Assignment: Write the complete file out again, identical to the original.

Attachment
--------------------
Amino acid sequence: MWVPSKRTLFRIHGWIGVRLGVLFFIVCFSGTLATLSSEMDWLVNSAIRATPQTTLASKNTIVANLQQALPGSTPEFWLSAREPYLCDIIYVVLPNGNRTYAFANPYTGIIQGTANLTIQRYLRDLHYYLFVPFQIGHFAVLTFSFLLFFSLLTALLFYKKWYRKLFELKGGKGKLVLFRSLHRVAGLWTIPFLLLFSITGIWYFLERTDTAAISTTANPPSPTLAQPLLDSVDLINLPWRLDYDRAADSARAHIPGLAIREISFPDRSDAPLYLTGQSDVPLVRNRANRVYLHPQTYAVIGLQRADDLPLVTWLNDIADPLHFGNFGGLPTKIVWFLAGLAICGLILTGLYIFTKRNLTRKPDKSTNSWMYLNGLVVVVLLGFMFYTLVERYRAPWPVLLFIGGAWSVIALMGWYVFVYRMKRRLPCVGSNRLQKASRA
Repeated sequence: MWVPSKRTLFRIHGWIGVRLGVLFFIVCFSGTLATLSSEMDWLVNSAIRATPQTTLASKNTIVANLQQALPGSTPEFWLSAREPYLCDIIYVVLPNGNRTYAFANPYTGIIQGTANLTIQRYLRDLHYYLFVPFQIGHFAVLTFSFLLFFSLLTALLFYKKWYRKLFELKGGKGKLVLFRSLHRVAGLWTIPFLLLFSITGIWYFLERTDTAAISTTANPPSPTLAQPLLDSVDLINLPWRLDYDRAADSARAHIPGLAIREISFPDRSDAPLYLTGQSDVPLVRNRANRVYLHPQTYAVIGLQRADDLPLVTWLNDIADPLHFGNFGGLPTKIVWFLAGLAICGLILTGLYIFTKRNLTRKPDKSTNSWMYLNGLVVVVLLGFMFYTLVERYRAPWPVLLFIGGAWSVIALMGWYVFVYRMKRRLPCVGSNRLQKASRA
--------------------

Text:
Amino acid sequence: MWVPSKRTLFRIHGWIGVRLGVLFFIVCFSGTLATLSSEMDWLVNSAIRATPQTTLASKNTIVANLQQALPGSTPEFWLSAREPYLCDIIYVVLPNGNRTYAFANPYTGIIQGTANLTIQRYLRDLHYYLFVPFQIGHFAVLTFSFLLFFSLLTALLFYKKWYRKLFELKGGKGKLVLFRSLHRVAGLWTIPFLLLFSITGIWYFLERTDTAAISTTANPPSPTLAQPLLDSVDLINLPWRLDYDRAADSARAHIPGLAIREISFPDRSDAPLYLTGQSDVPLVRNRANRVYLHPQTYAVIGLQRADDLPLVTWLNDIADPLHFGNFGGLPTKIVWFLAGLAICGLILTGLYIFTKRNLTRKPDKSTNSWMYLNGLVVVVLLGFMFYTLVERYRAPWPVLLFIGGAWSVIALMGWYVFVYRMKRRLPCVGSNRLQKASRA
Repeated sequence: MWVPSKRTLFRIHGWIGVRLGVLFFIVCFSGTLATLSSEMDWLVNSAIRATPQTTLASKNTIVANLQQALPGSTPEFWLSAREPYLCDIIYVVLPNGNRTYAFANPYTGIIQGTANLTIQRYLRDLHYYLFVPFQIGHFAVLTFSFLLFFSLLTALLFYKKWYRKLFELKGGKGKLVLFRSLHRVAGLWTIPFLLLFSITGIWYFLERTDTAAISTTANPPSPTLAQPLLDSVDLINLPWRLDYDRAADSARAHIPGLAIREISFPDRSDAPLYLTGQSDVPLVRNRANRVYLHPQTYAVIGLQRADDLPLVTWLNDIADPLHFGNFGGLPTKIVWFLAGLAICGLILTGLYIFTKRNLTRKPDKSTNSWMYLNGLVVVVLLGFMFYTLVERYRAPWPVLLFIGGAWSVIALMGWYVFVYRMKRRLPCVGSNRLQKASRA